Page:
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“Bite-Size Bits of Local, National, and Global History”
Baltimore, Maryland — The American Northeast (Mid-Atlantic)
 

Discover Baltimore: Four Centuries of Change

Heritage Walk

 
 
Discover Baltimore: Four Centuries of Change Marker-Front side image. Click for full size.
By Don Morfe, May 21, 2017
1. Discover Baltimore: Four Centuries of Change Marker-Front side
Inscription. Baltimore began as a humble waterfront village in 1729. It burst into prominence as America expanded westward, forging a role as a major trading and transportation center that linked the nationís interior to the world. From a mere 25 wooden houses in 1750 rose a brick-and-mortar city of 30,000 people by 1798, when George Washington declared Baltimore the “risingest” town in America.

The Chesapeake Bay was Baltimoreís gateway. Trade with Central and South America, the Caribbean, Europe, and southern U.S. ports flourished in the 19th and 20th centuries. The city specialized in receiving raw materials (grain, textiles, guano, sugar cane, tobacco, oysters, fruits and vegetables, ores), processing them, and sending them back out as finished products (flour, sail cloth and clothing, fertilizer, sugar, cigars, canned goods, ironwork and steel). Baltimore also dominated regional trade, as small craft plied the bay bringing agricultural goods to market and departing with manufactured items to sell in small-town general stores.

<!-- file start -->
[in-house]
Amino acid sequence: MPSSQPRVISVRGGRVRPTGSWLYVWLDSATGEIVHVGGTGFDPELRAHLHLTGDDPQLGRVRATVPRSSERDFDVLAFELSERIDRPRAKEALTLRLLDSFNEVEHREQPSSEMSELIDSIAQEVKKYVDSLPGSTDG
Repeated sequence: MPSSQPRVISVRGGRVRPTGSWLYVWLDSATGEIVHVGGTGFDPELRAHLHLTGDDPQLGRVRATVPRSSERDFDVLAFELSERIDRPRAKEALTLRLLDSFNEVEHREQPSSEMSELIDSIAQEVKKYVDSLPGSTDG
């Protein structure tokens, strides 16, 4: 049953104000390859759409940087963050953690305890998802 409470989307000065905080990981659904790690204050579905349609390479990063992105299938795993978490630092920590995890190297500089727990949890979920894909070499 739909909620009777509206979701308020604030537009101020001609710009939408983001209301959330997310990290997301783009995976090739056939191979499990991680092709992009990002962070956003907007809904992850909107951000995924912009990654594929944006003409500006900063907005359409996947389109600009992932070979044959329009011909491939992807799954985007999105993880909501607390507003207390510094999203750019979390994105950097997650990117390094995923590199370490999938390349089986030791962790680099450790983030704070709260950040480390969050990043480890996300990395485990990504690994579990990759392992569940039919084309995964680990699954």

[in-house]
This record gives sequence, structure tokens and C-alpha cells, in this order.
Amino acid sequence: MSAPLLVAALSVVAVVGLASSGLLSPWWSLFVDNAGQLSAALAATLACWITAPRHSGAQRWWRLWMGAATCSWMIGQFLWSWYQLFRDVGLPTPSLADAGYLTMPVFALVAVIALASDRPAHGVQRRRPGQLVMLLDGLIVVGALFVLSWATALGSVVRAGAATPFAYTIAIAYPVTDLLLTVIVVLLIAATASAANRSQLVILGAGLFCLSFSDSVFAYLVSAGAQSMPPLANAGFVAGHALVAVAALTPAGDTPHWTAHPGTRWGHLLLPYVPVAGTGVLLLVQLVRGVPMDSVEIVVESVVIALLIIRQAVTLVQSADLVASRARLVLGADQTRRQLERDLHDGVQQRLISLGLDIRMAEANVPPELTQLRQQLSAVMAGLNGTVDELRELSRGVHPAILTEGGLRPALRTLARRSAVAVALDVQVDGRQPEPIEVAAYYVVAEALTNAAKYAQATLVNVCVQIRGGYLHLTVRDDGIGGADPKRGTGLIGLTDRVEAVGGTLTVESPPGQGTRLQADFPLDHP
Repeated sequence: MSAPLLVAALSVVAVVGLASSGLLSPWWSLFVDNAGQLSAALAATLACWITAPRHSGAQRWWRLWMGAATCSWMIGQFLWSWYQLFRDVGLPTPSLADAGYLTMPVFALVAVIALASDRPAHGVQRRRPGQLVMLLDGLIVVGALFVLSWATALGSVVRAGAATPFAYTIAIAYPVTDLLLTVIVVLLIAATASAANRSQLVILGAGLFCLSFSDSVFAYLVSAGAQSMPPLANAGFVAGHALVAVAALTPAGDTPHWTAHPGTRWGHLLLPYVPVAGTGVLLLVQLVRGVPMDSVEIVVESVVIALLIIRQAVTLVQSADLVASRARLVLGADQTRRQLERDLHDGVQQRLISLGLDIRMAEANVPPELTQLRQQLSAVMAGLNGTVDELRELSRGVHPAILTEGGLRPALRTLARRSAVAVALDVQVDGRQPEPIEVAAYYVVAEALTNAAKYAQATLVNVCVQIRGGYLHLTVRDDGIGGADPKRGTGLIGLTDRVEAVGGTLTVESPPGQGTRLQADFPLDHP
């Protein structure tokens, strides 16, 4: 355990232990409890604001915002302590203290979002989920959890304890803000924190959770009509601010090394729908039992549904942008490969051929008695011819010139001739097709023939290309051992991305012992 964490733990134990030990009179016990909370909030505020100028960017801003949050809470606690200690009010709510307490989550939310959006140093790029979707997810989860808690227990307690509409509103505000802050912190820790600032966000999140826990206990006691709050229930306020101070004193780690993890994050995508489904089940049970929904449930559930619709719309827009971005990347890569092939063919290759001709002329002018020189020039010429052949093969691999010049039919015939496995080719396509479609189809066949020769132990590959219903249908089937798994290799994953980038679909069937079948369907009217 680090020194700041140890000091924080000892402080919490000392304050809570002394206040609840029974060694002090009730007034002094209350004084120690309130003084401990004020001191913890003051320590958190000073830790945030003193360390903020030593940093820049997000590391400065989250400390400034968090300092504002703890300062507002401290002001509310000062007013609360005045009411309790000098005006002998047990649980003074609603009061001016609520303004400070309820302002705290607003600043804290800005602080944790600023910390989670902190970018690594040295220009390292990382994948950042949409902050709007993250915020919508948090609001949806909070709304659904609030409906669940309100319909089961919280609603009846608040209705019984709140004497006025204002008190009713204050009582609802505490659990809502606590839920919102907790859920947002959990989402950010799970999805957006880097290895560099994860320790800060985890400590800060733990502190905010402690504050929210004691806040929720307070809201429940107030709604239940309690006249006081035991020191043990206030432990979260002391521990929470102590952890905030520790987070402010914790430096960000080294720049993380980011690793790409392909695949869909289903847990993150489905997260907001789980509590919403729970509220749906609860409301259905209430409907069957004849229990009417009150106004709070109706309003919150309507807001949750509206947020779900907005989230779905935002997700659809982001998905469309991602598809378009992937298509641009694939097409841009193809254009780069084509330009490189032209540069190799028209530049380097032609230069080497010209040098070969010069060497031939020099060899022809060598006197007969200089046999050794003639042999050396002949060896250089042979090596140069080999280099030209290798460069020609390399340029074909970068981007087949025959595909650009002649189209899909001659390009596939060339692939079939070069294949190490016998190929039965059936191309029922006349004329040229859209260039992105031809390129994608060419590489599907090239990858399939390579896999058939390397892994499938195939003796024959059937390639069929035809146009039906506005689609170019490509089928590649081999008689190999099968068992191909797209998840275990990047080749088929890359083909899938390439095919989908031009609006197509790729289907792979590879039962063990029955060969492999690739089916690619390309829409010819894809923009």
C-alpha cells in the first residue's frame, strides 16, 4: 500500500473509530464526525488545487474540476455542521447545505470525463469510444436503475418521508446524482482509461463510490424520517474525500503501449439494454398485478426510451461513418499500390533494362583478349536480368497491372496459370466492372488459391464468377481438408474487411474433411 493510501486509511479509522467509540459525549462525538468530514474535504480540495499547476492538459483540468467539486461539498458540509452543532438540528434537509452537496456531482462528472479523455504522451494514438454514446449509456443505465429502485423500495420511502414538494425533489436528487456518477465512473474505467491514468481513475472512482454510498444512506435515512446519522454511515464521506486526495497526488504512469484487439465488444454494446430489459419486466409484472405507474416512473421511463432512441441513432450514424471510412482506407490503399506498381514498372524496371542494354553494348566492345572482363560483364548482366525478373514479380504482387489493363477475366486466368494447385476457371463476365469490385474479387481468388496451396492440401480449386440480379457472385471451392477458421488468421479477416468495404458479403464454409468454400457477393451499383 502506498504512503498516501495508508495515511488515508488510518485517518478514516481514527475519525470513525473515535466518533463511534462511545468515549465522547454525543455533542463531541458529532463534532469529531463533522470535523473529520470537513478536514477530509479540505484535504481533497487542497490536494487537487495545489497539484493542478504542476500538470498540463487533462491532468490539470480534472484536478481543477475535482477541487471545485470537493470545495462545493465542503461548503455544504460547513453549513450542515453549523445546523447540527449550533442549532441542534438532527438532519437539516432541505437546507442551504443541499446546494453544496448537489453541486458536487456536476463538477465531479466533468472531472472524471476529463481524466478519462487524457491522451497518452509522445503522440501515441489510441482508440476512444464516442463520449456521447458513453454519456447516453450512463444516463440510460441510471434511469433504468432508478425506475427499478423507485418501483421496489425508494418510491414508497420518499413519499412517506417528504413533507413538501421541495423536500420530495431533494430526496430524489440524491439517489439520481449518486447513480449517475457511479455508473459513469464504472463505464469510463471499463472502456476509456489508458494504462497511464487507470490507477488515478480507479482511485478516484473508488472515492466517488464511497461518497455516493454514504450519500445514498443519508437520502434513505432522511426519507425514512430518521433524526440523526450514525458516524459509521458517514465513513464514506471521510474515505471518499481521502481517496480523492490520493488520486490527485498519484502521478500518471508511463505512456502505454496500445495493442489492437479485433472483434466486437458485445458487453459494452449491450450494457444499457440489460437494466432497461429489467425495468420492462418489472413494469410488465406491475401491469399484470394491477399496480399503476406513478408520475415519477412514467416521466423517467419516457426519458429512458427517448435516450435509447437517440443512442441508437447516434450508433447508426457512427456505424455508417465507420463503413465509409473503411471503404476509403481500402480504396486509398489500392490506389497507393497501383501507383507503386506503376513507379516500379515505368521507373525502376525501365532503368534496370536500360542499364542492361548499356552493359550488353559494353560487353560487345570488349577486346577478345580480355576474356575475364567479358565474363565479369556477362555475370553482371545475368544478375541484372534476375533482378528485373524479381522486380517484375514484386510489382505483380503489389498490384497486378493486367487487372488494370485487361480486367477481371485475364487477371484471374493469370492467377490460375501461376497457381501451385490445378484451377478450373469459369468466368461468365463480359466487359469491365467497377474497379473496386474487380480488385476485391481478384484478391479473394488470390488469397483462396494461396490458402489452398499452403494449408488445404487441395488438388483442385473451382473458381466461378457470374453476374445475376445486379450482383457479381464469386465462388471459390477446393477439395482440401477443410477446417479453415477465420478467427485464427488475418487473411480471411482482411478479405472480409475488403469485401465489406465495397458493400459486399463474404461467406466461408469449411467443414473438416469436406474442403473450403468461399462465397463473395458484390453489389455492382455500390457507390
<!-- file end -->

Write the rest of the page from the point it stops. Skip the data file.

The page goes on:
From the American Revolution until the Civil War, enslaved African Americans represented one of Baltimoreís most significant exports. Thousands were “sold South” on boats bound for New Orleans through the domestic slave trade tying the upper South to the cotton-growing states. Yet the

Discover Baltimore: Four Centuries of Change Marker-Reverse side image. Click for full size.
By Don Morfe, May 21, 2017
2. Discover Baltimore: Four Centuries of Change Marker-Reverse side
city also created opportunities for freedom. With the help of Baltimoreís large free black community, Frederick Douglass of Talbot County began his journey to freedom after arriving at the harbor as a slave.

The Inner Harbor evolved as the city grew. Dredge and fill operations extended the land three blocks south of Water Street, the original shoreline. Today, Federal Hill remains the only original land feature. After port facilities moved several miles south in the 1950s, Baltimoreís leaders embarked on an ambitious and highly successful Inner Harbor redevelopment effort that has made the city a world leader in waterfront re-vitalization. The Inner Harborís attractions often draw annual crowds larger than those of Disney World.

(Inscriptions at the top)
Years listed under the images-1752, 1834, 1869, 1889, 1912, 1961, 1984, 2005.

(Inscriptions under the images on the right)

1st image-This rare, mid-19th century glimpse of ocean going sailing vessels and warehouses shows Spearís Wharf, which was located near Pier 3. Notice Federal Hill in the background.